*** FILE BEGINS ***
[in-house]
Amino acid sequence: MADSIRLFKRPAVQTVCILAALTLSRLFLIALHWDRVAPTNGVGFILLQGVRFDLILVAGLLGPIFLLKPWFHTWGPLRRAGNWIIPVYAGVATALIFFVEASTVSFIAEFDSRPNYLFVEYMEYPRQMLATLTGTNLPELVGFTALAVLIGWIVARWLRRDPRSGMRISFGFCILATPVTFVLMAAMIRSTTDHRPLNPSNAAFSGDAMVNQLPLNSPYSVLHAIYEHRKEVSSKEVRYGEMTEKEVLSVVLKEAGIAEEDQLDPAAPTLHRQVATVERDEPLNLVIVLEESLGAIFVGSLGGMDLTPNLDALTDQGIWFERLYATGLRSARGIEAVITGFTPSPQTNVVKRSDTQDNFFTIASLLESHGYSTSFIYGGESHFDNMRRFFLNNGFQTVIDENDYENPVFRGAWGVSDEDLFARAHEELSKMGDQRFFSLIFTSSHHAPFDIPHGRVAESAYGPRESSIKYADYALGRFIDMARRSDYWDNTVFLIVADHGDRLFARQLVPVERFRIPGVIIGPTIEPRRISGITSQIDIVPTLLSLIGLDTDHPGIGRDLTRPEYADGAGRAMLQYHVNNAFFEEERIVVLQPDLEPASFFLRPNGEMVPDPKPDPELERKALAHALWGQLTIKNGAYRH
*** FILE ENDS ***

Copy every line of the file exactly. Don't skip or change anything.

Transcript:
[in-house]
Amino acid sequence: MADSIRLFKRPAVQTVCILAALTLSRLFLIALHWDRVAPTNGVGFILLQGVRFDLILVAGLLGPIFLLKPWFHTWGPLRRAGNWIIPVYAGVATALIFFVEASTVSFIAEFDSRPNYLFVEYMEYPRQMLATLTGTNLPELVGFTALAVLIGWIVARWLRRDPRSGMRISFGFCILATPVTFVLMAAMIRSTTDHRPLNPSNAAFSGDAMVNQLPLNSPYSVLHAIYEHRKEVSSKEVRYGEMTEKEVLSVVLKEAGIAEEDQLDPAAPTLHRQVATVERDEPLNLVIVLEESLGAIFVGSLGGMDLTPNLDALTDQGIWFERLYATGLRSARGIEAVITGFTPSPQTNVVKRSDTQDNFFTIASLLESHGYSTSFIYGGESHFDNMRRFFLNNGFQTVIDENDYENPVFRGAWGVSDEDLFARAHEELSKMGDQRFFSLIFTSSHHAPFDIPHGRVAESAYGPRESSIKYADYALGRFIDMARRSDYWDNTVFLIVADHGDRLFARQLVPVERFRIPGVIIGPTIEPRRISGITSQIDIVPTLLSLIGLDTDHPGIGRDLTRPEYADGAGRAMLQYHVNNAFFEEERIVVLQPDLEPASFFLRPNGEMVPDPKPDPELERKALAHALWGQLTIKNGAYRH